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Leonardo Bonucci struggling with life as an ex-Beatle

Saturday 28th October 2017
It was John Lennon who wrote Just Like Starting Over during his post-Beatles career but forecasts for Leonardo Bonucci were more akin to Sir Paul McCartney.

Lennon's love song to Yoko Ono almost fits the Italian defender's sudden elopement from Juventus to AC Milan. You need only alter the tense and change the pronouns.

Our life 

together

[Was] so precious 

together

[I] have grown,

[I] have grown

Although our love

[Was so] special

[I'll] take a chance and fly away

Somewhere

Less than 150 kilometres separate Milan from Turin. In that sense, Bonucci didn't fly too far away. In the more significant context, however, he couldn't have flown farther.

These are the two greatest teams in Italy and thus mortal rivals. Juve has won 33 Scudettos, counting the pair pried from the Agnelli clan's cold, living hands after Calciopoli. Milan has only 18. On the other hand, the Rossoneri have seven Champions League/European Cups compared to the Old Lady's two (plus three UEFA Cups). Hugh Hefner and Bob Guccione's dick-measuring contest was limp by comparison.

As Kingsley Ukpai noted earlier in the week, Bonucci was the heart of Juve's three-man central defence. His leap from one Italian pillar to the other utterly eclipses Andrea Pirlo's corresponding switch in 2011. Il Maestro was considered over the hill by Silvio Berlusconi's legendary chief executive, Adriano Galliani, when he joined the Bianconeri to prove he still had four good years left in him. Bonucci is in his prime and, as a defender in the land of catenaccio, far more significant than even the most gifted playmaker in Serie A history. His betrayal surpasses Brutus, Benedict Arnold, and Judas Iscariot. It's on a par with Luis Figo.
To date, though, the change hasn't worked exactly to plan. Despite manager Vincenzo Montella converting to a back three to accommodate his new captain, Bonucci has been uncertain and uncharacteristically error-prone. Coming into the weekend, Milan is eighth in the table, two places lower than its 2016-17 finish.

For her part, the Old Lady has yet to kick up her heels either. Max Allegri's side has only lost once but Napoli and Inter have yet to taste defeat, leaving the Scudetto holders in unfamiliar territory: third place. Even so, Milan is the team that doesn't appear quite ready to host their tea-time clash, despite a summer shopping spree that had pundits predicting the club would end Juve's six-year run as Serie A Champion.

As he had been in the Bianconeri defence, Bonucci was the centrepiece in that signing bonanza.  Milan spent €180 million on seven players (Bonucci, Andre Silva, Andrea Conti, Hakan Calhanoglu, Ricardo Rodriguez, Mateo Musacchio, and Lucas Biglia) while also picking up Franck Kessie and Nikola Kalinic on frees, and Fabio Borini on loan from Premier League relegated Sunderland. The problem isn't Bonucci. It's simply that a completely overhauled squad playing a new system requires time to find its chemistry.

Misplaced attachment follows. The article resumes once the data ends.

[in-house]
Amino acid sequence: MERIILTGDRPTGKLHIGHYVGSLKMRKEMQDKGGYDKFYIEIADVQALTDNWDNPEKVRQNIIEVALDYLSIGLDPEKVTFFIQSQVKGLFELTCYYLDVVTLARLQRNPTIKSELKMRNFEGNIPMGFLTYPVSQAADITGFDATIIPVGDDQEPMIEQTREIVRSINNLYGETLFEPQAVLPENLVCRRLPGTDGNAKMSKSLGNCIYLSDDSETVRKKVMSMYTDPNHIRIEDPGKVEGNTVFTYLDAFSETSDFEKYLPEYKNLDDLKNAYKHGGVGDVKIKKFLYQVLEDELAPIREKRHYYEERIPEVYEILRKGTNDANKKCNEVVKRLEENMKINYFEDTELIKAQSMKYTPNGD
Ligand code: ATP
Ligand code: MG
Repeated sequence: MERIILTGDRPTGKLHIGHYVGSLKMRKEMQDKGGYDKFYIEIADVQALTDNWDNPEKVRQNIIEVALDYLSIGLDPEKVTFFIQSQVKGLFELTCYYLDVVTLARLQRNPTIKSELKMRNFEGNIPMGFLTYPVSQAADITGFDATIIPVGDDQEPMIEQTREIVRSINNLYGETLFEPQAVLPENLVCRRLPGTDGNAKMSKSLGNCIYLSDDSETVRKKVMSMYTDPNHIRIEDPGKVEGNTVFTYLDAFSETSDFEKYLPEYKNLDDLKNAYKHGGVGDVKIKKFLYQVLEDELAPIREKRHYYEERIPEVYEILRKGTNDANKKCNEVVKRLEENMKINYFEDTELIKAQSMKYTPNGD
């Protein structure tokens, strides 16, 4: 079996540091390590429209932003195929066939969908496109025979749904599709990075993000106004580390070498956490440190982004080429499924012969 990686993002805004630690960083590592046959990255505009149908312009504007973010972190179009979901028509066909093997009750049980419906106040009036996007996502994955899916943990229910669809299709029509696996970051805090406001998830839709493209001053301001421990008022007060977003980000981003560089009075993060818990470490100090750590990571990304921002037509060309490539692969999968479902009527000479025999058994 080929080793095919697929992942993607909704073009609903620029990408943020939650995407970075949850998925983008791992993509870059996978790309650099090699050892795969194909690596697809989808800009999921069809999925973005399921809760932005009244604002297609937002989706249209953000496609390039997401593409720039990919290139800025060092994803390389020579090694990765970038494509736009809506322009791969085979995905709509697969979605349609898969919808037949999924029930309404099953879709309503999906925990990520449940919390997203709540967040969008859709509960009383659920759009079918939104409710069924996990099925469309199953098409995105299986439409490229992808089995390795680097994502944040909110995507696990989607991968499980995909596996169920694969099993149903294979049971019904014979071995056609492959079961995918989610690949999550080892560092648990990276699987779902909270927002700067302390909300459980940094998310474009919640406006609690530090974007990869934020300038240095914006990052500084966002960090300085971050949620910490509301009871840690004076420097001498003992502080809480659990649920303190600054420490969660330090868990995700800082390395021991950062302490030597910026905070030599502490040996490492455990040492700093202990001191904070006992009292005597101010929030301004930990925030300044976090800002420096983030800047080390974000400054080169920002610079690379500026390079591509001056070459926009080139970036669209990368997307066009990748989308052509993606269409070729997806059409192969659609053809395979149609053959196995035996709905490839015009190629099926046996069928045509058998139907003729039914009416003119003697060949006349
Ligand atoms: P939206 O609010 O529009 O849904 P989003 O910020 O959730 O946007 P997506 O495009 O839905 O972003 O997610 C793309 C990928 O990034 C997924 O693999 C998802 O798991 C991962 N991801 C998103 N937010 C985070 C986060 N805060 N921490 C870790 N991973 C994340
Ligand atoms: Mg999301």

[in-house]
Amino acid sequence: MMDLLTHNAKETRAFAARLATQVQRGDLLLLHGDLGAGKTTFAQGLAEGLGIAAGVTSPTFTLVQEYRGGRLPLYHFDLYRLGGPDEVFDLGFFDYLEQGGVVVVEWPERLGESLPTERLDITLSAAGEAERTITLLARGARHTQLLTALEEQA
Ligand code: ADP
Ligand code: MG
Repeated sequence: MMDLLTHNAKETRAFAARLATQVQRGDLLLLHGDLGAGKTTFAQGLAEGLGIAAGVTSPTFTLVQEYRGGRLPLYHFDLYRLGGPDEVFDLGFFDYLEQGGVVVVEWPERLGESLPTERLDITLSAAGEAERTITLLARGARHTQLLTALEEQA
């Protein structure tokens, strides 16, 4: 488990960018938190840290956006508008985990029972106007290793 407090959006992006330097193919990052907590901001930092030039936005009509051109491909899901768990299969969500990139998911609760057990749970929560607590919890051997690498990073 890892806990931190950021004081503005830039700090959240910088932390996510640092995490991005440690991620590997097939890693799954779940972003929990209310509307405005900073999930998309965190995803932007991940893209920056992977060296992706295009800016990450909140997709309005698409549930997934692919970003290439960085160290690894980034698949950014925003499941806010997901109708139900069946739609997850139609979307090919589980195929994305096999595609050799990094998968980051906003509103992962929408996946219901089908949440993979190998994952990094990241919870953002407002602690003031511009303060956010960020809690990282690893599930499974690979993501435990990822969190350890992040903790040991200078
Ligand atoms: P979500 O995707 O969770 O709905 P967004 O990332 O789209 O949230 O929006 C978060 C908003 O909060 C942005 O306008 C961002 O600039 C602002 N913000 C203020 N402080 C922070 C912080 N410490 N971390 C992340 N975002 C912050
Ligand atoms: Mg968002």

When you're the bassist who leaves a defensive unit featuring Giorgio Chiellini and Andrea Barzagli on guitar, Gigi Buffon on drums, you're going to struggle to develop a fresh sound with new bandmates.

People forget that when Paul McCartney left the Beatles he put out some rather inconsistent solo material before starting Wings. McCartney and Ram, both released in 1970, featured one hit apiece: Maybe I'm Amazed and Uncle Albert/Admiral Halsey respectively. The only tune to pass time's test from the first two Wings efforts that came next, Wild Life and Red Rose Speedway, was My Love. Only then did Sir Paul find the right mix with Band on the Run.

Similarly, people will forget that Bonucci and his new Milan band were discordant in their first few performances during the defender's inaugural San Siro campaign. He hasn't suddenly lost his talent. He only needs to learn where it fits in a new group. Sooner or later, Milan will (going back to John Lennon) "spread [their] wings and fly." Then it will be just like starting over.
Martin Palazzotto

The former editor of World Football Columns, Martin contributes frequently to Stretty News and is the author of the short story collection strange bOUnce. He has appeared in several other blogs which, sadly, have ceased to exist. He is old and likes to bring out defunct. Although football is his primary passion, the geezer enjoys many sports and pop culture forms. Expect them to intrude upon his meanderings for It's Round and It's White.


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